Off the Shelf

PUBLISHED : Saturday, 11 June, 1994, 12:00am
UPDATED : Saturday, 11 June, 1994, 12:00am
 

TWO paperbacks on the shelves that document a darker side of London have appeared on the shelves. Murder Guide To London (Orion, $60) investigates a city author Martin Fido says is the murder capital of Britain. More than half the memorable British murders have taken place in London.


Fido looks at notorious killers such as Jack the Ripper, Dr Crippen, the Kray Twins and Dennis Nilsen.


The second crime book looks not so much at crime, but the men who fight it. The Flying Squad (Headline, $102), by Neil Darbyshire and Brian Hilliard, is an account of the first 75 years of the police unit that inspired the British television detective drama The Sweeney.


The Flying Squad was formed after World War I with unprecedented powers to combat a wave of post-war crime. Darbyshire is the Daily Telegraph's crime correspondent and Hilliard is editor of Police Review.


Also on the crime front, but fictional crime, three successful thrillers have appeared in paperback. Patrica D. Cornwell's Cruel And Unusual (Warner Books, $85) won the Gold Dagger Award in the US. Scott Smith's A Simple Plan (Corgi, $85), a story of greed and betrayal, was hailed by horror writer Stephen King as one of the best suspense novels of the 90s. A Dangerous Fortune (Pan, $85), by Ken Follett, is also a story of greed, this time set in the 19th century.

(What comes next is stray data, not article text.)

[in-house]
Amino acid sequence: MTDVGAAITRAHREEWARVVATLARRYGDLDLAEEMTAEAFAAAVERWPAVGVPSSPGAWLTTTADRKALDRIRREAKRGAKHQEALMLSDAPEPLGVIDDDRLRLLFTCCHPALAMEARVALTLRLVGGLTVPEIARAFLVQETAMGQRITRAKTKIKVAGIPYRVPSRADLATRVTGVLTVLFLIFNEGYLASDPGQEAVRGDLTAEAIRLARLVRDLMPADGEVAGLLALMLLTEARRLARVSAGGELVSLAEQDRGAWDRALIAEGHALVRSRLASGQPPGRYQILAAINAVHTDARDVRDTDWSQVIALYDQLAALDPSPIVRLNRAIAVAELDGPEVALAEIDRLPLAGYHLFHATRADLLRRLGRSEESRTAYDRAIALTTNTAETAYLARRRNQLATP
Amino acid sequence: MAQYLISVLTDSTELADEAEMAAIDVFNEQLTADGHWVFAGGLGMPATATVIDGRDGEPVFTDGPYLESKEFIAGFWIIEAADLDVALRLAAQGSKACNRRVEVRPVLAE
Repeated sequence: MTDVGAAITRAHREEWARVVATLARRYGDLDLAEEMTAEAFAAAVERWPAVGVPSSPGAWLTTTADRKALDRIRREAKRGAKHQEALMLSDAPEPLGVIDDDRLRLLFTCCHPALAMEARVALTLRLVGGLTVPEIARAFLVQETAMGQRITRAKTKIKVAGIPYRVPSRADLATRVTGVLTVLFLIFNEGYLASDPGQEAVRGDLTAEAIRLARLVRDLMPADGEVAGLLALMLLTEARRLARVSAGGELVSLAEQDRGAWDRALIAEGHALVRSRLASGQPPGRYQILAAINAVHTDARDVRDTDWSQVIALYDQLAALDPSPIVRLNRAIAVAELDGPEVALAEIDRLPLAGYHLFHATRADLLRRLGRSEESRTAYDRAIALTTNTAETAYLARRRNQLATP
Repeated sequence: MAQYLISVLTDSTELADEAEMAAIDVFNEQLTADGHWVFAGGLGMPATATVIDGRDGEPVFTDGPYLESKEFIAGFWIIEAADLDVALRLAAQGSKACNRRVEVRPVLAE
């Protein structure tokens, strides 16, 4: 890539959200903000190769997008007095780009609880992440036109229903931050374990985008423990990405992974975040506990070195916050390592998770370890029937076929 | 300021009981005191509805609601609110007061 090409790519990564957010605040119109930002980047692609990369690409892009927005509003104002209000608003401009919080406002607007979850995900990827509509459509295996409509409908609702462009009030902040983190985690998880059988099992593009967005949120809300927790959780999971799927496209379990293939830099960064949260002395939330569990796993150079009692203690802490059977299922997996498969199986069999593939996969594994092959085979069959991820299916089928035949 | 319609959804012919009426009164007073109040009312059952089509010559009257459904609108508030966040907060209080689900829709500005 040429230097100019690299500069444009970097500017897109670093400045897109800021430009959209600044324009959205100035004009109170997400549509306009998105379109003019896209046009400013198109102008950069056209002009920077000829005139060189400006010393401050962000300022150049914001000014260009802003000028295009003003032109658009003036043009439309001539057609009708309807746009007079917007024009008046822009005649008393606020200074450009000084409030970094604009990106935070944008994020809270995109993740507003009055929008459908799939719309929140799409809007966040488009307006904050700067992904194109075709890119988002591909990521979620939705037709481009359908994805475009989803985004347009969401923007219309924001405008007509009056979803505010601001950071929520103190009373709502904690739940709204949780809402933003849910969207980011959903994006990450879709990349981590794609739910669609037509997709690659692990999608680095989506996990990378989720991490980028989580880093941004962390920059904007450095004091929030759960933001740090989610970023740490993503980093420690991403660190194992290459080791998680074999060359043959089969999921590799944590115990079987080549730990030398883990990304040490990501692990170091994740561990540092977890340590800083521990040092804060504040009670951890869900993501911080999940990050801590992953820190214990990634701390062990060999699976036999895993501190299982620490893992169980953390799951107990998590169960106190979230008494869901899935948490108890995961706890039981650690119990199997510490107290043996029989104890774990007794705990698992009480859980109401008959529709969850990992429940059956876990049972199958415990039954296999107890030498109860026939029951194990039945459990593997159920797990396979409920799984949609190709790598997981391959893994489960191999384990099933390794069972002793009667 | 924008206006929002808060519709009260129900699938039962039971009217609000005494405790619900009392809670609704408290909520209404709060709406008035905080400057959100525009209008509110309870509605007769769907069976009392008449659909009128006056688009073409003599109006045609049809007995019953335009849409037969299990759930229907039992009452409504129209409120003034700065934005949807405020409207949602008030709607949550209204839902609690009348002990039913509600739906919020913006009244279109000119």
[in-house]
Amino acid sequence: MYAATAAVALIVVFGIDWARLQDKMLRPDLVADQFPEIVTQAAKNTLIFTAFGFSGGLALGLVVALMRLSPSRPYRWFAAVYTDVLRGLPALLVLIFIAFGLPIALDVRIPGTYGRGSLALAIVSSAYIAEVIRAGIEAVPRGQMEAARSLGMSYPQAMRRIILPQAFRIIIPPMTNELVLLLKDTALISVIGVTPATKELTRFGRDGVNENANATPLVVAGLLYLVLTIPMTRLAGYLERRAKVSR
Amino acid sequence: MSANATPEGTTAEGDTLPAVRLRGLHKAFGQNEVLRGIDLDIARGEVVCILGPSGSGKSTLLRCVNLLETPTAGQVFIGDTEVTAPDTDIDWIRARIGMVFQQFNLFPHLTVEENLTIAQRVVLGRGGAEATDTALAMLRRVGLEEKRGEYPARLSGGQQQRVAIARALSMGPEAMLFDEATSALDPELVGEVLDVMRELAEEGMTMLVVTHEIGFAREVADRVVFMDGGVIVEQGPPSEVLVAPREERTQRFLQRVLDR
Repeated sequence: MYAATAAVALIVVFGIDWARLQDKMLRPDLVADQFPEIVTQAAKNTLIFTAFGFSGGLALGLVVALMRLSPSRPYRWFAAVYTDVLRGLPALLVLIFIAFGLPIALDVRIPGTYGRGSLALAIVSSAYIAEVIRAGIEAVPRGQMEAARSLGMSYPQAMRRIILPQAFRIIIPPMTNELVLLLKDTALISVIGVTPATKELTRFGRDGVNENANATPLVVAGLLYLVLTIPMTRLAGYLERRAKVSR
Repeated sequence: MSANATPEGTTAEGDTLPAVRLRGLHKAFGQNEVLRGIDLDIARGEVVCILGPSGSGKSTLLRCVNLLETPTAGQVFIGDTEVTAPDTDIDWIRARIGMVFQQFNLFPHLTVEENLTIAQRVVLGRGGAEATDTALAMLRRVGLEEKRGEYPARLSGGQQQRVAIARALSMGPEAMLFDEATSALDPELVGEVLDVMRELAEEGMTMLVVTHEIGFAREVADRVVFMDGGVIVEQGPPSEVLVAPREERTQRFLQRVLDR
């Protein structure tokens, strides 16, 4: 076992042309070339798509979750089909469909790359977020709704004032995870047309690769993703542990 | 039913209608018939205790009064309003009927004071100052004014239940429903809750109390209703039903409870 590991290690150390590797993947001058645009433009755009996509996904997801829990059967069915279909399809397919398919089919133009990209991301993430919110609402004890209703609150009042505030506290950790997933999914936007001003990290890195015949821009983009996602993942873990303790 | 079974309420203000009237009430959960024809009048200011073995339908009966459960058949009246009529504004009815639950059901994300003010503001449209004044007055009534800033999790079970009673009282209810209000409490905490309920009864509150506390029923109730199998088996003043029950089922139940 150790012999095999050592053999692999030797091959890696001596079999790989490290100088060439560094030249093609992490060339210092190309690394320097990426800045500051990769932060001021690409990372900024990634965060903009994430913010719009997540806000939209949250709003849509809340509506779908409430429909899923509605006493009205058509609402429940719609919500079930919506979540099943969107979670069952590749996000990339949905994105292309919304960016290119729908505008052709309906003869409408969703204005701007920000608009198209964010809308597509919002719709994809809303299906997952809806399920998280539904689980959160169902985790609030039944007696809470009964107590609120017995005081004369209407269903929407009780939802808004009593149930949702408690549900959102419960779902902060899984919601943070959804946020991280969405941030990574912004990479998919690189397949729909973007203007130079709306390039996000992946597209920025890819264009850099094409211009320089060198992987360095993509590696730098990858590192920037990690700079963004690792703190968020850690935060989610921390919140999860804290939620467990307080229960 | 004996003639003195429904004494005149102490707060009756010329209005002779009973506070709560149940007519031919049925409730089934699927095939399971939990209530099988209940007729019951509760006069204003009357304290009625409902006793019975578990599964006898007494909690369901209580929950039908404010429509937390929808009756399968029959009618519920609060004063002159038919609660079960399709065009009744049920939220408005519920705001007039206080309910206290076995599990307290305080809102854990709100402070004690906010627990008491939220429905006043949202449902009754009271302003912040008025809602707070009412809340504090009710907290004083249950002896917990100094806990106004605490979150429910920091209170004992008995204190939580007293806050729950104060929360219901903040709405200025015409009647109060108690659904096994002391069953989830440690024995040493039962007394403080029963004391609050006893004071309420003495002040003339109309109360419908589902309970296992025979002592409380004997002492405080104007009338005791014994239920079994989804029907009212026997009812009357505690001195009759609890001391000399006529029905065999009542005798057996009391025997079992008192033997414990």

In Lonely Hearts Of The Cosmos (Picador, $136) Dennis Overbye makes a valiant attempt at unravelling the mysteries of the universe and at profiling some of the people - Stephen Hawking and Edwin Hubble, for example - who have been at the forefront of cosmic research in recent decades.


Overbye is a journalist who has won awards for his science writing, but this is his first book. It was originally published in hardback in 1991.


China hand Austin Coates was commissioned to write China Races (Oxford University Press, $85) by the Royal Hong Kong Jockey Club. The book concludes with an account of the Jockey Club itself since 1945, but is more concerned with the China Races of the title - races which were conducted on more than 25 racecourses on the mainland from 1798 until the intervention of war in 1941.


The races were a decadent affair, conducted in Shanghai on a financial scale without parallel. Millionaires rode their own horses or watched their sons ride for them. The Shanghai Grand Stand was the largest in the world and the Race Club the most sumptuous of its kind.


China Races was first published in 1983 - this is a revised and updates reprint.


Colloquial Cantonese (Routledge, $130) is a must for China hands. Written by Keith S. T. Tong and Gregory James, it explains Cantonese as spoken by native speakers in Hong Kong. Both authors have published extensively in lexicography, Chinese linguistics and English language teaching.


This book has chapters on grammar and useful vocabulary, a pronunciation guide, exercises for regular practice and is supplemented by two 60-minute cassette tapes.


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